My daily readings 11/12/2013

    • Obviously, frameworks (and ecosystems…) like Flask, Sinatra, Django and Rails have an advantage in that you can get stuff done today: they do a lot for you. And, for many use-cases, performance will never be a problem.

      Saying that, writing HTTP logic in Go has been surprisingly easy, and the small amount of extra boilerplate you have to write (if you’re sans-framework like me) is nice when you realise how darned fast your application is. Being able to deploy a single binary and front-end it with nginx also reduces a ton of complexity.

      PS: Once I finish this thing off over the Christmas break, I’m hoping to write up a few articles on the bits-and-pieces that took a bit of time to “get right”. Also have a minimalist (i.e. wraps HandleFunc, not Handler) CSRF package in the works.

    • Agreed – if you’re new to programming in Go, I’d recommend using the standard library (supplemented by Gorilla[0] once you get the hang of things).

      If things start getting unwieldy as your app grows, you can always try out something like Revel, but by starting with the standard library (which already has a very clean web server built-in), you’ll get a sense for the way things work “under the hood” early-on.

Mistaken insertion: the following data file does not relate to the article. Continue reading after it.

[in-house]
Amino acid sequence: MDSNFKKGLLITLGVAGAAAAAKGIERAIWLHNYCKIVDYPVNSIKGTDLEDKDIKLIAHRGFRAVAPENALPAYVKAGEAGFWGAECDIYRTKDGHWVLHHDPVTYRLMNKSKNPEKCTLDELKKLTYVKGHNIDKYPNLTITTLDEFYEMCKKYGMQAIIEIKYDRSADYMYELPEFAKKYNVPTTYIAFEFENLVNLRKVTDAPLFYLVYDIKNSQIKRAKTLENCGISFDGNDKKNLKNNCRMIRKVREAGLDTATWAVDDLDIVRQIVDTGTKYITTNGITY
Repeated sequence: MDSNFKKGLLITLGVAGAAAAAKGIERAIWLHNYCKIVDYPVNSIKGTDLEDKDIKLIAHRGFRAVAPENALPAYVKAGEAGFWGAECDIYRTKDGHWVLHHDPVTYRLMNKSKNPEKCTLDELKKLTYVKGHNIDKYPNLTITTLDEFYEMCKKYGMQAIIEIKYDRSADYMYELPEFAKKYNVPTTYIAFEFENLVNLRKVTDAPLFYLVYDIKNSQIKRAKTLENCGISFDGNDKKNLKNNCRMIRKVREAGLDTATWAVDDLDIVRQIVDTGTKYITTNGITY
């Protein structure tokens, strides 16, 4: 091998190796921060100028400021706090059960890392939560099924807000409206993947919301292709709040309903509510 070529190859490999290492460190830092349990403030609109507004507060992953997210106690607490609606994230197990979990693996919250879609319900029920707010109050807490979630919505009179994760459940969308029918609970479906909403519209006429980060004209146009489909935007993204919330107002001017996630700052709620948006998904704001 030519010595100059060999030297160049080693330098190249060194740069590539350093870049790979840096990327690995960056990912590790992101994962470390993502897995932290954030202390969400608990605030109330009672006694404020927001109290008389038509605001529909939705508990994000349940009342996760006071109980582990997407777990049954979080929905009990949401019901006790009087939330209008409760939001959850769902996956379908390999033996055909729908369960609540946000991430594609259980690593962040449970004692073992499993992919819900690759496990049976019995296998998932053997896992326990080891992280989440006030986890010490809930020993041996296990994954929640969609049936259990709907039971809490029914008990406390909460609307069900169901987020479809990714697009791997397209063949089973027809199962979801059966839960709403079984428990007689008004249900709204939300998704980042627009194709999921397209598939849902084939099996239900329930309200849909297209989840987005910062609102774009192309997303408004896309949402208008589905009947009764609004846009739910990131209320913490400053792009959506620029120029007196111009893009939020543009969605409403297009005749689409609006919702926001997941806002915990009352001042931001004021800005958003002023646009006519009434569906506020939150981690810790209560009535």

If you want to see how a Go web server built with just the standard lib + Gorilla looks, I wrote a simple sample application a while back: https://github.com/ChimeraCoder/go-server-bootstrap . The most verbose part is the oauth2 callback.

      I should get around to updating it (it still even uses a Makefile! Eek!), but it gives the basic idea.

      (Sidenote: When did Github stop supporting the “.markdown” extension instead of just “.md”?)

      [0] http://www.gorillatoolkit.org/

Posted from Diigo. The rest of my favorite links are here.

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